In addition, Watson clearly should have made more of an effort to address the copyright issue with the FDA. (See Pape Decl. ¶¶ 5, 6). Watson's claim that it was forced by the FDA to copy the text of the SmithKline Guide and Tape verbatim is, at minimum, a gross exaggeration, as the FDA Letter shows that the FDA explained to Watson in March 1999, both orally and in writing, that the "same labeling" requirement did not require the generic "behavioral support materials" to be "identical" to the "innovator's" materials.*fn3 There are many different ways that a manufacturer can express the ideas used in SmithKline's Guide and Tape,*fn4 and Watson certainly could have proposed some different language in its user guide and tape to avoid problems of copyright infringement. Yet, Watson made no effort to do so, apparently because it was content to copy — verbatim — SmithKline's Guide and Tape, knowing that they were copyrighted.

The harm suffered by both SmithKline, in the absence of a preliminary injunction, and Watson, on the granting of a preliminary injunction, would be compensable, to some degree, by monetary damages. But Watson's harm (the loss of sales revenue) is more easily recompensed monetarily than SmithKline's harm (the loss of goodwill and consumer confusion), and, as noted, Watson's harm is largely the result of its own actions.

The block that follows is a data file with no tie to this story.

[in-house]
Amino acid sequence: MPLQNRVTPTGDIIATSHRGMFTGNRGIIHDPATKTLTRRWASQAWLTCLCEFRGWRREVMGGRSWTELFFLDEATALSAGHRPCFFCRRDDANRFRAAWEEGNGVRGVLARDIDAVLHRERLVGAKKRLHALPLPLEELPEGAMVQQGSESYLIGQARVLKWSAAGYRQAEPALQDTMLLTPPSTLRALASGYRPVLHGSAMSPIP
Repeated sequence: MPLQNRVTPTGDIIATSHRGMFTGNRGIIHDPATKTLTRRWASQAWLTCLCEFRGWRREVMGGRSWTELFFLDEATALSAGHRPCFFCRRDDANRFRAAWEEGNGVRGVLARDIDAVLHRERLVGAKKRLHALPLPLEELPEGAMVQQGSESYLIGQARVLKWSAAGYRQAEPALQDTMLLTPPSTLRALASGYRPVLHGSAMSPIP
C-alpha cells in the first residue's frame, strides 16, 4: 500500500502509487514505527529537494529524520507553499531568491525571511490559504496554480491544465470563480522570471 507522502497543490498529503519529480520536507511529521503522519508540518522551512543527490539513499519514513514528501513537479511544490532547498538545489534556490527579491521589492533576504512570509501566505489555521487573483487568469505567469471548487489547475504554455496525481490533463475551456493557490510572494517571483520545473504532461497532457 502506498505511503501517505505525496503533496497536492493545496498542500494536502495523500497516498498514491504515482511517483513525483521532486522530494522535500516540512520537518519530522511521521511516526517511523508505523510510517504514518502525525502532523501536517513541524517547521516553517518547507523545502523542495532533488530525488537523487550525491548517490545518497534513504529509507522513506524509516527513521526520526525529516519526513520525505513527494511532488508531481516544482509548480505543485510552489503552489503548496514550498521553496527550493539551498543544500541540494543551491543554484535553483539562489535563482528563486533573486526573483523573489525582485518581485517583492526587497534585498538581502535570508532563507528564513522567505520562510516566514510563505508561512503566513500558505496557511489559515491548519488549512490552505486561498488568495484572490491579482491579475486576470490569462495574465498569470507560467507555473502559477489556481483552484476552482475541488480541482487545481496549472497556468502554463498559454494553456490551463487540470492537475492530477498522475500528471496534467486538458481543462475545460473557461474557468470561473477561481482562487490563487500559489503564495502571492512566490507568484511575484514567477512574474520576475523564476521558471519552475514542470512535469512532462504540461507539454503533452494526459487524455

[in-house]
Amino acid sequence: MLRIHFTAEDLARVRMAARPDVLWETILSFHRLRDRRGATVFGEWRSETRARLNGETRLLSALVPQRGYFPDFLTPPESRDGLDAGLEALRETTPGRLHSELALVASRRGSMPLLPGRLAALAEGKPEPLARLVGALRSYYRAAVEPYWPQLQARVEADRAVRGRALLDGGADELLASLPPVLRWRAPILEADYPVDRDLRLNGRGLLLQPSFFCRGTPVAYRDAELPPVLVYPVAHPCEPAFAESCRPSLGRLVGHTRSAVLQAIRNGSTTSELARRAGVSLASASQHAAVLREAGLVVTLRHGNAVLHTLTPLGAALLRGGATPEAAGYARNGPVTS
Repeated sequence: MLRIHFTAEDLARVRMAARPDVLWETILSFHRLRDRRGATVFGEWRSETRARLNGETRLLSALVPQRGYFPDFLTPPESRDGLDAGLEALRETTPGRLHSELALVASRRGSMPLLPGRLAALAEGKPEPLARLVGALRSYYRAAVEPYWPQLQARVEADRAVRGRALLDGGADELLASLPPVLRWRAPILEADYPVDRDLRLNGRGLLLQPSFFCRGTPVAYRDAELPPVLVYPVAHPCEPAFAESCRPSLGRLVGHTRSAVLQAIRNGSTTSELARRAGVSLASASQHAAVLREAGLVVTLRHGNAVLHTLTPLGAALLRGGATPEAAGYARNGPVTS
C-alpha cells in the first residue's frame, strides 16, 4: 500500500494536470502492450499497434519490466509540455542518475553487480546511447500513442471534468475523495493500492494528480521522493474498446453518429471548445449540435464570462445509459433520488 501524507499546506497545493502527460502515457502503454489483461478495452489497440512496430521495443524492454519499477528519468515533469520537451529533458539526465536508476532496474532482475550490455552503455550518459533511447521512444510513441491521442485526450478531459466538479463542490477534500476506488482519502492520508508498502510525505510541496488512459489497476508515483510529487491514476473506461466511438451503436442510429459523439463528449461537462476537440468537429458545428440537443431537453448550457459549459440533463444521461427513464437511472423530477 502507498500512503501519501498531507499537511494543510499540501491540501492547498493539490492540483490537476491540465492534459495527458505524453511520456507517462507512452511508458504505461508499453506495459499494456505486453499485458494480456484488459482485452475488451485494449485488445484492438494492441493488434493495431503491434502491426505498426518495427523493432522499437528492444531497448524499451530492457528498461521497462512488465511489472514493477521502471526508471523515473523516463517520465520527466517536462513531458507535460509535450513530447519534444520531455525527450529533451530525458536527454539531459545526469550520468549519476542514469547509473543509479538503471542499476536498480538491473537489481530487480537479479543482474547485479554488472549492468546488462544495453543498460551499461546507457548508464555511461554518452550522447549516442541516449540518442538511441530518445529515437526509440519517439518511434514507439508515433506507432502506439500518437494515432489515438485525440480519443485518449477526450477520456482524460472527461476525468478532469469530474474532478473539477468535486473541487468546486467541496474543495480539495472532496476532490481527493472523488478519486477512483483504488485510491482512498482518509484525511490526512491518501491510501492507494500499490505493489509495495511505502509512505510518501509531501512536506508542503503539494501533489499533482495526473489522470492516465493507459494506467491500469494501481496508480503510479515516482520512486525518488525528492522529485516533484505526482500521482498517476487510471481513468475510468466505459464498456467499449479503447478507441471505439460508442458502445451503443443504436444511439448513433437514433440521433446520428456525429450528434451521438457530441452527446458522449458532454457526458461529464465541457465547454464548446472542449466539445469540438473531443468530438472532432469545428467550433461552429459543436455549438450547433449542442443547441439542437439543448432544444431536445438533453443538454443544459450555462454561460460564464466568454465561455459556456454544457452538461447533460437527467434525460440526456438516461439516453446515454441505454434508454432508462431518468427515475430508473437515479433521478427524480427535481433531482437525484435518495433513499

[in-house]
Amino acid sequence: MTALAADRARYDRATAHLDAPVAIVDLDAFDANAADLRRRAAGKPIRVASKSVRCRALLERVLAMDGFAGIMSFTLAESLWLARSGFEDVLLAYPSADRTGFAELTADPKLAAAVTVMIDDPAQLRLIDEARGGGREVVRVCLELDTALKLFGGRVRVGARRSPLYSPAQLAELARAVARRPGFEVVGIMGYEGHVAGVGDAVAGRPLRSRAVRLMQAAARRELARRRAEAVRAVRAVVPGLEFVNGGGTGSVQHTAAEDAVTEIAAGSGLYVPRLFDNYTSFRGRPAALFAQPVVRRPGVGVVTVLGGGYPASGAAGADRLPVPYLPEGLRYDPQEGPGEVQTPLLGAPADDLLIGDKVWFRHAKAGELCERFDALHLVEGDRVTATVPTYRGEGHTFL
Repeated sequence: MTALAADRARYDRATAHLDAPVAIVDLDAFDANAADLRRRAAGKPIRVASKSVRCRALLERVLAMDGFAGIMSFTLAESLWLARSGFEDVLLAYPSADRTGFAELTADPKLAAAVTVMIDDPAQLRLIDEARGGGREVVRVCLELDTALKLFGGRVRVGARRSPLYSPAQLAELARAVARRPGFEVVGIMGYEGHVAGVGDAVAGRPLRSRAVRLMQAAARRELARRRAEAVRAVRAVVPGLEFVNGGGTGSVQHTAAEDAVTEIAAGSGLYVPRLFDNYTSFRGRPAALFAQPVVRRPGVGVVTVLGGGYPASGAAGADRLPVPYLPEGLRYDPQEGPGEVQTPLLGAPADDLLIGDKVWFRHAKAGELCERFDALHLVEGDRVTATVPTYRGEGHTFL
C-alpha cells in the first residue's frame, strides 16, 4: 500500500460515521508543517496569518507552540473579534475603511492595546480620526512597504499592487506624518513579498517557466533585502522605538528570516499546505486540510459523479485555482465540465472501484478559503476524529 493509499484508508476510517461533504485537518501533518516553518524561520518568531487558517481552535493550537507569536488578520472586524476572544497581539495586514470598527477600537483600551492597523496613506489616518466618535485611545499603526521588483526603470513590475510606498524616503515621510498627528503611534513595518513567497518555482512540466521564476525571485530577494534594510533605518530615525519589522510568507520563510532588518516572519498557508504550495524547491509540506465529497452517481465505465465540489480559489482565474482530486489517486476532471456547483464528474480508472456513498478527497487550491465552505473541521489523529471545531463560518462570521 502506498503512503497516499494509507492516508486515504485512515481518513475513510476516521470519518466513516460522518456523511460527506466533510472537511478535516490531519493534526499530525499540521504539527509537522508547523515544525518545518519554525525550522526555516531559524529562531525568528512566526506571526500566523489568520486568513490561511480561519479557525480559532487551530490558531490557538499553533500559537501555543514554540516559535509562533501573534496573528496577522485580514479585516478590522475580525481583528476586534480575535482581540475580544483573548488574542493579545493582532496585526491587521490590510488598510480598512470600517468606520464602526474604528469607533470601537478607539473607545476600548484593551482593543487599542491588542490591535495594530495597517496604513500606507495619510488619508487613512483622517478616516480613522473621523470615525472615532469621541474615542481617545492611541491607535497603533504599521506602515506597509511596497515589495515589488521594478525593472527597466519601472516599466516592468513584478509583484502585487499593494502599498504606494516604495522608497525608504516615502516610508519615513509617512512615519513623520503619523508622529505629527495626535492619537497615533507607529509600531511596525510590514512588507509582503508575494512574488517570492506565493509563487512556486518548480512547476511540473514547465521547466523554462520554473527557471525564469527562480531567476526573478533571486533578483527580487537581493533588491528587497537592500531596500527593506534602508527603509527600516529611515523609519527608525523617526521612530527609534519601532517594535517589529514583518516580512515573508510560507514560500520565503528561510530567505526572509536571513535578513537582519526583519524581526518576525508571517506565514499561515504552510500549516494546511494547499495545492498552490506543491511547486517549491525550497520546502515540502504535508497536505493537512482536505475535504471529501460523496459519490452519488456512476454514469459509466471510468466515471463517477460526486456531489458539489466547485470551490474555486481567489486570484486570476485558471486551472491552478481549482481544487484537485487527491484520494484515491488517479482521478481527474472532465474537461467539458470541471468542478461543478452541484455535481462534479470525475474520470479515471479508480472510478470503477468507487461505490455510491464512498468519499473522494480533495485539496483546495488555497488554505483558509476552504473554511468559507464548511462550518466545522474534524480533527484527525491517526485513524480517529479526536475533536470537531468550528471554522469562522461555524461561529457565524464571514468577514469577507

Accordingly, SmithKline's motion for a preliminary injunction is granted, and defendants are hereby enjoined, during the pendency of this action, from selling or shipping its nicotine gum with a user's guide, audio tape, or other packaging insert "strikingly or substantially similar" to SmithKline's Guide and Tape. Defendants are also hereby ordered to recall any nicotine gum packaged with a user's guide, audio tape, or other insert "strikingly or substantially similar" to SmithKline's Guide and Tape.

SmithKline shall submit a proposed order, on notice, within five days hereof. SmithKline's request for attorneys' fees and sanctions will be deferred until after the litigation has been resolved on the merits.